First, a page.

May 3, 2007

The Gays Were Already There

by PG

Andrew Sullivan notes and quotes the White House statement on President Bush's intent to veto H.R. 1592, but Sullivan has been misled by the Concerned Women for America's saying "Bush To Veto Gay Hate Crimes Law." He says, "The president will apparently prevent inclusion of gay victims of hate crimes within the federal statute."

No, no. In the Violent Crime Control and Law Enforcement Act of 1994, Congress already defined "hate crime" for the purpose of sentencing enhancement: "DEFINITION- In this section, 'hate crime' means a crime in which the defendant intentionally selects a victim, or in the case of a property crime, the property that is the object of the crime, because of the actual or perceived race, color, religion, national origin, ethnicity, gender, disability, or sexual orientation of any person." The FBI collects statistics on the same bases: "Each year's edition of Hate Crime Statistics presents data regarding incidents, offenses, victims, and offenders in reported crimes that were motivated in whole or in part by a bias against the victim's perceived race, religion, ethnicity, sexual orientation, or disability." The last paragraph of the president's statement was the one that might have given the false impression that characteristics other than race, sex, national origin and religion were not previously covered:

Moreover, the bill�s proposed section 249(a)(1) of title 18 of the U.S. Code raises constitutional concerns. Federalization of criminal law concerning the violence prohibited by the bill would be constitutional only if done in the implementation of a power granted to the Federal government, such as the power to protect Federal personnel, to regulate interstate commerce, or to enforce equal protection of the laws. Section 249(a)(1) is not by its terms limited to the exercise of such a power, and it is not at all clear that sufficient factual or legal grounds exist to uphold this provision of H.R. 1592.
This sounds like an allusion to Section 5 of the 14th Amendment,which the Supreme Court in recent years has used as the limit on how far Congress can override state sovereignty under the 11th Amendment; that is, because Section 5 has been understood to empower Congress to legislate toward equal protection, Congress can pass laws that take away states' rights to discriminate on the basis of race or sex, but not on the basis of age or disability -- or, should it ever be federally legislated, sexual orientation. I don't know if this will help Sullivan find any more coherence in the position that the feds can prohibit hate crimes based on some characteristics yet not others.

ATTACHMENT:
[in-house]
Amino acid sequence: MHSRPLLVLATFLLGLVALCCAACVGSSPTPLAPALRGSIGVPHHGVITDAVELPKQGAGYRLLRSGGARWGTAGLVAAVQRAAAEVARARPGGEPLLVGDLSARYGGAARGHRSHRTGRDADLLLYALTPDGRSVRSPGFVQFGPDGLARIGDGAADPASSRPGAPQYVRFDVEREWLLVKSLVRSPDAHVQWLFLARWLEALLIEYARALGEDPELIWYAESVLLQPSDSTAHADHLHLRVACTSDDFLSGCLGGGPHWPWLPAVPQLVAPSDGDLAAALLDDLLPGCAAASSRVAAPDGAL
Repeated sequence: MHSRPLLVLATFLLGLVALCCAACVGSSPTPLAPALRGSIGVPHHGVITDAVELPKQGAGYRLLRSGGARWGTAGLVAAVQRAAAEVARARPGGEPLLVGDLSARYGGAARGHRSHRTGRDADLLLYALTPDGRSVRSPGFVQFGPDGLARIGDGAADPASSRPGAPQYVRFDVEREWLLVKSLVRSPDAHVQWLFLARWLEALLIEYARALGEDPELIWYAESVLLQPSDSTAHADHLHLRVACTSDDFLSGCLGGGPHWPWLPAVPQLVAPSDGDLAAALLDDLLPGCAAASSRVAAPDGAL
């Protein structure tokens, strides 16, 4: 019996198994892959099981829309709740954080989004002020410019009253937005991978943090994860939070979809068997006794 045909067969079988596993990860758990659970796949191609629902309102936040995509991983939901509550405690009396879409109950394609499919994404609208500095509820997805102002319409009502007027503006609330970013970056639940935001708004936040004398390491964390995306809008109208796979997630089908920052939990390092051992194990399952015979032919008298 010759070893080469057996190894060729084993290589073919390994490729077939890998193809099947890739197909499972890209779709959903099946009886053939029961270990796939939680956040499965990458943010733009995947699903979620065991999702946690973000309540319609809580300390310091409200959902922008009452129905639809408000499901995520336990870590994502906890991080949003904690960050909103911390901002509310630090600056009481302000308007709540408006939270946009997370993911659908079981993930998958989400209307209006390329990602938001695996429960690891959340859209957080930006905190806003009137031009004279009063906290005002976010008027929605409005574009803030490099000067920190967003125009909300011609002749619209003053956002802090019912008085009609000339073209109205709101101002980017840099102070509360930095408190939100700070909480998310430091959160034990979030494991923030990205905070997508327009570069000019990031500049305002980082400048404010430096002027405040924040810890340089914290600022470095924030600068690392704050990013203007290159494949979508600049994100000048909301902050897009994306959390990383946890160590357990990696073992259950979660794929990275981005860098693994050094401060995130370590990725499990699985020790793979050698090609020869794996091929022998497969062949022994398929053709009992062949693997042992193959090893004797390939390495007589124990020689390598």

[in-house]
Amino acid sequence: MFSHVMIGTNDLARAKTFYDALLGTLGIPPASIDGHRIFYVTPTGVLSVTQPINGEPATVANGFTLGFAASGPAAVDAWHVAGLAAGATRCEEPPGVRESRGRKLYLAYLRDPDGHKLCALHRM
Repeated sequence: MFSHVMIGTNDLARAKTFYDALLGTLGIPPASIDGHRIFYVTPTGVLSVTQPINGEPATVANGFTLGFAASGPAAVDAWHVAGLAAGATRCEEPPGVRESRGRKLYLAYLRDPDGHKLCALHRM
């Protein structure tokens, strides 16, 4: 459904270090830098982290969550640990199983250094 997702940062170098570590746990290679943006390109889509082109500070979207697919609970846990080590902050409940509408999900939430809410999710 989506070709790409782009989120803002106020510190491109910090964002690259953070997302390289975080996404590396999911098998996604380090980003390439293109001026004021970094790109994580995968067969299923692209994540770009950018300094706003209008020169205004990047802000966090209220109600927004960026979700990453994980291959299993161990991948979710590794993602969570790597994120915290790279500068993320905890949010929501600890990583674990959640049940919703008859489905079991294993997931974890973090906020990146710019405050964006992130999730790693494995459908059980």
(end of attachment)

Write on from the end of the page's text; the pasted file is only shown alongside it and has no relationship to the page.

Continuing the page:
May 3, 2007 2:15 PM | TrackBack

" Congress can pass laws that take away states' rights to discriminate on the basis of race or sex, but not on the basis of age or disability -- or, should it ever be federally legislated, sexual orientation."

Sorry, but I don't buy that at all. The 14th amendment talk about the states' duty to grant all people equal protection of the laws and Congress' authority to enforce the amendment. It makes no disntinction vis-a-vis the equal protection clause between sex/race and other possilble distinctions between people like age, disablity and sexual orientation.

Posted by: David C at May 5, 2007 12:54 AM

David C,

You're not the only one who doesn't "buy that at all," but recent Supreme Court cases striking down the application of federal laws against age and disability discrimination, when applied to state employers, make clear that Congress can override states' sovereign immunity from lawsuit only when Congress does so under Section 5 of the 14th Amendment. In the Court's view, age, disability and sexual orientation do not rate heightened or strict scrutiny (the way sex, race or national origin do), and therefore are not categories to which Congress's Section 5 powers apply. In other words, we can find this ridiculous, but it's what a majority of the Supreme Court says, so it's the law for now.

Posted by: PG at May 5, 2007 1:03 AM
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